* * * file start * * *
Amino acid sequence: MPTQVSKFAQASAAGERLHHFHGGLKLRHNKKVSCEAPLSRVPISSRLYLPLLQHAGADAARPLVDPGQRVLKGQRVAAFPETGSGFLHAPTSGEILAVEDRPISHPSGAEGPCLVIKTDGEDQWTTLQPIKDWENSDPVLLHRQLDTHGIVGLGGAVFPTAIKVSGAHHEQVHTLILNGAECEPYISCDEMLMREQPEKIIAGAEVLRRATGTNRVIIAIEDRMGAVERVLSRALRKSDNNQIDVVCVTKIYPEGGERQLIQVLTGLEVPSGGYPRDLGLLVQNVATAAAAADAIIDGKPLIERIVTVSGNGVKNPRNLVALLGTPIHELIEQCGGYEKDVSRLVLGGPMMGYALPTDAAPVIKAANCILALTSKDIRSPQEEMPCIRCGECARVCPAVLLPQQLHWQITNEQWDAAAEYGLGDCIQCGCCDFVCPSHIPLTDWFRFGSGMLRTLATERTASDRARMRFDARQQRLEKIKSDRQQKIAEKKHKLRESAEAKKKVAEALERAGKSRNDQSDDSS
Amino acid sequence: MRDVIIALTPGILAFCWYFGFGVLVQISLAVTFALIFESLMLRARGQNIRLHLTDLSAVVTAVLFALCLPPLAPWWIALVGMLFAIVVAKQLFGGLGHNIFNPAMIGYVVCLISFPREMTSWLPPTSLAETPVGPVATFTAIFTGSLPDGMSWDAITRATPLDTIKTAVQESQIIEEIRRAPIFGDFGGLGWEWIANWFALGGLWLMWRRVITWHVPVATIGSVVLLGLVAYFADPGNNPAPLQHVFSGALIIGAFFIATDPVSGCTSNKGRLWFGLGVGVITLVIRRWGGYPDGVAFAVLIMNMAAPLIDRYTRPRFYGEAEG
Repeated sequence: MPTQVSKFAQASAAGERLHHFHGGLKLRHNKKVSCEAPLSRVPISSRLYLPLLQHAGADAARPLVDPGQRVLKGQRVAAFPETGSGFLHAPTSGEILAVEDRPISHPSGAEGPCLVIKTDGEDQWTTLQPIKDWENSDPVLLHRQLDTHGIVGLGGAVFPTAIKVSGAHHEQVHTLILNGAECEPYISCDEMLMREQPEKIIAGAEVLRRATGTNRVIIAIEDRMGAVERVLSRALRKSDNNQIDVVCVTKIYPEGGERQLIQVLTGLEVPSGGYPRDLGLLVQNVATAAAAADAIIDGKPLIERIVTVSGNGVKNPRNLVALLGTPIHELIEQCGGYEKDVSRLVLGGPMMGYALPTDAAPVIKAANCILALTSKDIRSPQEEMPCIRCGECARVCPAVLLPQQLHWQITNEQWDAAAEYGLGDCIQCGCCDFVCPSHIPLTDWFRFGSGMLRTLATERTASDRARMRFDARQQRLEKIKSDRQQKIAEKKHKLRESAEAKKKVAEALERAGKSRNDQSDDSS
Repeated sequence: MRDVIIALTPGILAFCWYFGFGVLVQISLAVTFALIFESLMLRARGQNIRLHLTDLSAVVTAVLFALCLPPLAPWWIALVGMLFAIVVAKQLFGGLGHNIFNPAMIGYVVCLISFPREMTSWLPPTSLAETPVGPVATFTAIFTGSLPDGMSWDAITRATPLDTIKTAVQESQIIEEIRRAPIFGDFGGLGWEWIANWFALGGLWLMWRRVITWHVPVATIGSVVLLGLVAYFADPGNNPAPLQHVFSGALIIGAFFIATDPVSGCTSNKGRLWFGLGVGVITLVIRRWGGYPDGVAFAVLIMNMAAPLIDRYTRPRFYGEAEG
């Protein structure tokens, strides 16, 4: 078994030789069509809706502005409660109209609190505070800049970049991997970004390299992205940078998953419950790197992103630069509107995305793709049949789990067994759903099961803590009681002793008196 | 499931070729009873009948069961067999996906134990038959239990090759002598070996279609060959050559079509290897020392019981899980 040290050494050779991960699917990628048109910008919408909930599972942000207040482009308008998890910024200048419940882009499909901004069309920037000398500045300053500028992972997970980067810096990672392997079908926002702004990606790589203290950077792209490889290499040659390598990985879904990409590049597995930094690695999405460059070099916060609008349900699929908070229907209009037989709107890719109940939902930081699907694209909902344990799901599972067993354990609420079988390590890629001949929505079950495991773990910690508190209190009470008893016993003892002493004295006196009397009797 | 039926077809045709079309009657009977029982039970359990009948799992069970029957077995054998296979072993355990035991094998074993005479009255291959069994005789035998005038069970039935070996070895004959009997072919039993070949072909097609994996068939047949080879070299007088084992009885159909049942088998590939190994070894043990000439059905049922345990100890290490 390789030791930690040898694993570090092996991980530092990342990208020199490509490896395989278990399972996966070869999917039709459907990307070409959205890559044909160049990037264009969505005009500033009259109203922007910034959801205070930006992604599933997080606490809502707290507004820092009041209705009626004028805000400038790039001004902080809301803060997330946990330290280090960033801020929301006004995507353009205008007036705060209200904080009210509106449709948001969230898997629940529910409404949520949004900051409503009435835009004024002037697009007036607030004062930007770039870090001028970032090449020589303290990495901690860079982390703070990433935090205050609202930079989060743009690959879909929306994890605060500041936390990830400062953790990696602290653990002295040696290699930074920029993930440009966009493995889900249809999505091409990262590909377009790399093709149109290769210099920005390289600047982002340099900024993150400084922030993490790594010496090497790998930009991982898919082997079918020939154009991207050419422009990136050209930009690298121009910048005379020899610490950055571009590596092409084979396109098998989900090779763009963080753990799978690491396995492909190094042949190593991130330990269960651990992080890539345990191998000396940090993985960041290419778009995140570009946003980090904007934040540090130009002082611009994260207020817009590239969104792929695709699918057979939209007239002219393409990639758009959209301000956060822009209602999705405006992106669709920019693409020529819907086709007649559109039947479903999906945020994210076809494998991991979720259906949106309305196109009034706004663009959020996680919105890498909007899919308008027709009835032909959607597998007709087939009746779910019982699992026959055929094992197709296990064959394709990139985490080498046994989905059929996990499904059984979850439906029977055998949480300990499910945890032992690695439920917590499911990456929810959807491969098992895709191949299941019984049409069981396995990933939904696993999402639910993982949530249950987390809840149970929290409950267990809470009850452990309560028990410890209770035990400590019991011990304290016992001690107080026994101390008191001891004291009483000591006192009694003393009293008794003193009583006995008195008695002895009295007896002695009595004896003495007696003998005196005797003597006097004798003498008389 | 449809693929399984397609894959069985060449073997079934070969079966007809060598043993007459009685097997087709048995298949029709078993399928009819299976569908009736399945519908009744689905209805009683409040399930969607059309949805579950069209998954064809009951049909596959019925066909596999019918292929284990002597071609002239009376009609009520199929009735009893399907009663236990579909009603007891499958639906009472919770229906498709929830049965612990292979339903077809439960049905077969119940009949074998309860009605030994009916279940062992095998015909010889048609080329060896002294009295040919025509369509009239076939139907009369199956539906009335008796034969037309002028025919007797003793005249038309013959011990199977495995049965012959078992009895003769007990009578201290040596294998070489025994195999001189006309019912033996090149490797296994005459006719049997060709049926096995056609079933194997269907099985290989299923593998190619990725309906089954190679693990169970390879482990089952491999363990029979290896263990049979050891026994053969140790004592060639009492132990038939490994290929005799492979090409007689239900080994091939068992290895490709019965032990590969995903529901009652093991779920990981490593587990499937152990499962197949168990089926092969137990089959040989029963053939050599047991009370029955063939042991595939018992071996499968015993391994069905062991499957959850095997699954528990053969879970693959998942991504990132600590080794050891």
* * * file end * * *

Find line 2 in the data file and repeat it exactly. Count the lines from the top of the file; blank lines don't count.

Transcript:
Amino acid sequence: MRDVIIALTPGILAFCWYFGFGVLVQISLAVTFALIFESLMLRARGQNIRLHLTDLSAVVTAVLFALCLPPLAPWWIALVGMLFAIVVAKQLFGGLGHNIFNPAMIGYVVCLISFPREMTSWLPPTSLAETPVGPVATFTAIFTGSLPDGMSWDAITRATPLDTIKTAVQESQIIEEIRRAPIFGDFGGLGWEWIANWFALGGLWLMWRRVITWHVPVATIGSVVLLGLVAYFADPGNNPAPLQHVFSGALIIGAFFIATDPVSGCTSNKGRLWFGLGVGVITLVIRRWGGYPDGVAFAVLIMNMAAPLIDRYTRPRFYGEAEG